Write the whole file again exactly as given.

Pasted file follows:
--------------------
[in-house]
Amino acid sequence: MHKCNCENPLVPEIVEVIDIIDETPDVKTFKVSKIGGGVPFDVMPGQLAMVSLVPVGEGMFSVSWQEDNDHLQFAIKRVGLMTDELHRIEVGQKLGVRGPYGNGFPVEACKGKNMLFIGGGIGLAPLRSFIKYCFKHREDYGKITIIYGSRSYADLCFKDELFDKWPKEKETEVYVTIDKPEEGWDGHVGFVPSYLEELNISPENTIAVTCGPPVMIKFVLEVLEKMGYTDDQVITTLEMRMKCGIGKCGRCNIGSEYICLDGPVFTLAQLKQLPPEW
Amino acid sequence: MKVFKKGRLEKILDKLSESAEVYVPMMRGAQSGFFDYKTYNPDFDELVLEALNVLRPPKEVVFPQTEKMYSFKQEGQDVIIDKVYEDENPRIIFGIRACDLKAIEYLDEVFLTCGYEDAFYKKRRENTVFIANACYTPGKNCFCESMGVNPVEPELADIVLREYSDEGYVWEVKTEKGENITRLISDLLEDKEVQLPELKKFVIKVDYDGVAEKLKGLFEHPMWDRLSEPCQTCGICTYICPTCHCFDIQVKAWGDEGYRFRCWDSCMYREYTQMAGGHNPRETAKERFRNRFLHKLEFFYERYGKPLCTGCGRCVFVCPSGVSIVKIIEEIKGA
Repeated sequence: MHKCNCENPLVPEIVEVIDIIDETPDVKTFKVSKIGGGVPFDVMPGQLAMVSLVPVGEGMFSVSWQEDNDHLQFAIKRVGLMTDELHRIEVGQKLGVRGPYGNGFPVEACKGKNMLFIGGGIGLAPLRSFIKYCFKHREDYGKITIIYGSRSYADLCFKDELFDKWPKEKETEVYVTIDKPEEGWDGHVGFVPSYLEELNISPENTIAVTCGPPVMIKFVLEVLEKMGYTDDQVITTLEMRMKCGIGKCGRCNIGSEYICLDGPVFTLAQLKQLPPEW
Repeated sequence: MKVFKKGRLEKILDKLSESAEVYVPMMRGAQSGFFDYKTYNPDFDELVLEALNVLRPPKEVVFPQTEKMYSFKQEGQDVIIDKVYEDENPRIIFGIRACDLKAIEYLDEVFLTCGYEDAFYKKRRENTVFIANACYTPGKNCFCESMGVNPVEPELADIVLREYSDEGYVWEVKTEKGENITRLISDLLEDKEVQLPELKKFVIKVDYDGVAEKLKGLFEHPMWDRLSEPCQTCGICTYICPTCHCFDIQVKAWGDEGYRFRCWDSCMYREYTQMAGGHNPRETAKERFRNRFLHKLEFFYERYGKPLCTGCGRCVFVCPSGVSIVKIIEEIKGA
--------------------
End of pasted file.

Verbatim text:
[in-house]
Amino acid sequence: MHKCNCENPLVPEIVEVIDIIDETPDVKTFKVSKIGGGVPFDVMPGQLAMVSLVPVGEGMFSVSWQEDNDHLQFAIKRVGLMTDELHRIEVGQKLGVRGPYGNGFPVEACKGKNMLFIGGGIGLAPLRSFIKYCFKHREDYGKITIIYGSRSYADLCFKDELFDKWPKEKETEVYVTIDKPEEGWDGHVGFVPSYLEELNISPENTIAVTCGPPVMIKFVLEVLEKMGYTDDQVITTLEMRMKCGIGKCGRCNIGSEYICLDGPVFTLAQLKQLPPEW
Amino acid sequence: MKVFKKGRLEKILDKLSESAEVYVPMMRGAQSGFFDYKTYNPDFDELVLEALNVLRPPKEVVFPQTEKMYSFKQEGQDVIIDKVYEDENPRIIFGIRACDLKAIEYLDEVFLTCGYEDAFYKKRRENTVFIANACYTPGKNCFCESMGVNPVEPELADIVLREYSDEGYVWEVKTEKGENITRLISDLLEDKEVQLPELKKFVIKVDYDGVAEKLKGLFEHPMWDRLSEPCQTCGICTYICPTCHCFDIQVKAWGDEGYRFRCWDSCMYREYTQMAGGHNPRETAKERFRNRFLHKLEFFYERYGKPLCTGCGRCVFVCPSGVSIVKIIEEIKGA
Repeated sequence: MHKCNCENPLVPEIVEVIDIIDETPDVKTFKVSKIGGGVPFDVMPGQLAMVSLVPVGEGMFSVSWQEDNDHLQFAIKRVGLMTDELHRIEVGQKLGVRGPYGNGFPVEACKGKNMLFIGGGIGLAPLRSFIKYCFKHREDYGKITIIYGSRSYADLCFKDELFDKWPKEKETEVYVTIDKPEEGWDGHVGFVPSYLEELNISPENTIAVTCGPPVMIKFVLEVLEKMGYTDDQVITTLEMRMKCGIGKCGRCNIGSEYICLDGPVFTLAQLKQLPPEW
Repeated sequence: MKVFKKGRLEKILDKLSESAEVYVPMMRGAQSGFFDYKTYNPDFDELVLEALNVLRPPKEVVFPQTEKMYSFKQEGQDVIIDKVYEDENPRIIFGIRACDLKAIEYLDEVFLTCGYEDAFYKKRRENTVFIANACYTPGKNCFCESMGVNPVEPELADIVLREYSDEGYVWEVKTEKGENITRLISDLLEDKEVQLPELKKFVIKVDYDGVAEKLKGLFEHPMWDRLSEPCQTCGICTYICPTCHCFDIQVKAWGDEGYRFRCWDSCMYREYTQMAGGHNPRETAKERFRNRFLHKLEFFYERYGKPLCTGCGRCVFVCPSGVSIVKIIEEIKGA